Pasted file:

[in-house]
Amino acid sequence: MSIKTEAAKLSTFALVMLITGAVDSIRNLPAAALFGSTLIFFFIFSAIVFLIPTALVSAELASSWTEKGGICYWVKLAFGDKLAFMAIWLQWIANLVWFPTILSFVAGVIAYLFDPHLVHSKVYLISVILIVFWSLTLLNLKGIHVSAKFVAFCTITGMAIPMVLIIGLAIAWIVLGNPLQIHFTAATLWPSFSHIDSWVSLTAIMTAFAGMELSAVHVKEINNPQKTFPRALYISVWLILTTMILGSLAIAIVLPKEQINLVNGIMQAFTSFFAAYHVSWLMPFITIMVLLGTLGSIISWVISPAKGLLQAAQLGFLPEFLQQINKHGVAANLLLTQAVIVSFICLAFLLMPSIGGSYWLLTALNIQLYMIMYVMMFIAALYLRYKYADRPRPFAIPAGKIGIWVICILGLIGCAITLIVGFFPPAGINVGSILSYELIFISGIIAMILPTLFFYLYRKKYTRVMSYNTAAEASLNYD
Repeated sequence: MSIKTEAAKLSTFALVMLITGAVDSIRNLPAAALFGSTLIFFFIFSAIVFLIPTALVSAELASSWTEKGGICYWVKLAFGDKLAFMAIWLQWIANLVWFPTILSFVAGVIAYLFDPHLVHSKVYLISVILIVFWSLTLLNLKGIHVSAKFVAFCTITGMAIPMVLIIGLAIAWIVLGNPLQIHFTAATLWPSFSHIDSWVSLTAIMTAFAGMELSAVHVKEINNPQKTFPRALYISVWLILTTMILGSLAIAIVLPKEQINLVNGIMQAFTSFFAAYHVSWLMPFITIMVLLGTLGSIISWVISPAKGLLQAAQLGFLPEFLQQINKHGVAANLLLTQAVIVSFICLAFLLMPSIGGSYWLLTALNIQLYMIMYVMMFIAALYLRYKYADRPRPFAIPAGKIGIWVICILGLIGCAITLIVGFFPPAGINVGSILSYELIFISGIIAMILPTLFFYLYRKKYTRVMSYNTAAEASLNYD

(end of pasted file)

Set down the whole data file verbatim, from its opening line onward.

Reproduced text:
[in-house]
Amino acid sequence: MSIKTEAAKLSTFALVMLITGAVDSIRNLPAAALFGSTLIFFFIFSAIVFLIPTALVSAELASSWTEKGGICYWVKLAFGDKLAFMAIWLQWIANLVWFPTILSFVAGVIAYLFDPHLVHSKVYLISVILIVFWSLTLLNLKGIHVSAKFVAFCTITGMAIPMVLIIGLAIAWIVLGNPLQIHFTAATLWPSFSHIDSWVSLTAIMTAFAGMELSAVHVKEINNPQKTFPRALYISVWLILTTMILGSLAIAIVLPKEQINLVNGIMQAFTSFFAAYHVSWLMPFITIMVLLGTLGSIISWVISPAKGLLQAAQLGFLPEFLQQINKHGVAANLLLTQAVIVSFICLAFLLMPSIGGSYWLLTALNIQLYMIMYVMMFIAALYLRYKYADRPRPFAIPAGKIGIWVICILGLIGCAITLIVGFFPPAGINVGSILSYELIFISGIIAMILPTLFFYLYRKKYTRVMSYNTAAEASLNYD
Repeated sequence: MSIKTEAAKLSTFALVMLITGAVDSIRNLPAAALFGSTLIFFFIFSAIVFLIPTALVSAELASSWTEKGGICYWVKLAFGDKLAFMAIWLQWIANLVWFPTILSFVAGVIAYLFDPHLVHSKVYLISVILIVFWSLTLLNLKGIHVSAKFVAFCTITGMAIPMVLIIGLAIAWIVLGNPLQIHFTAATLWPSFSHIDSWVSLTAIMTAFAGMELSAVHVKEINNPQKTFPRALYISVWLILTTMILGSLAIAIVLPKEQINLVNGIMQAFTSFFAAYHVSWLMPFITIMVLLGTLGSIISWVISPAKGLLQAAQLGFLPEFLQQINKHGVAANLLLTQAVIVSFICLAFLLMPSIGGSYWLLTALNIQLYMIMYVMMFIAALYLRYKYADRPRPFAIPAGKIGIWVICILGLIGCAITLIVGFFPPAGINVGSILSYELIFISGIIAMILPTLFFYLYRKKYTRVMSYNTAAEASLNYD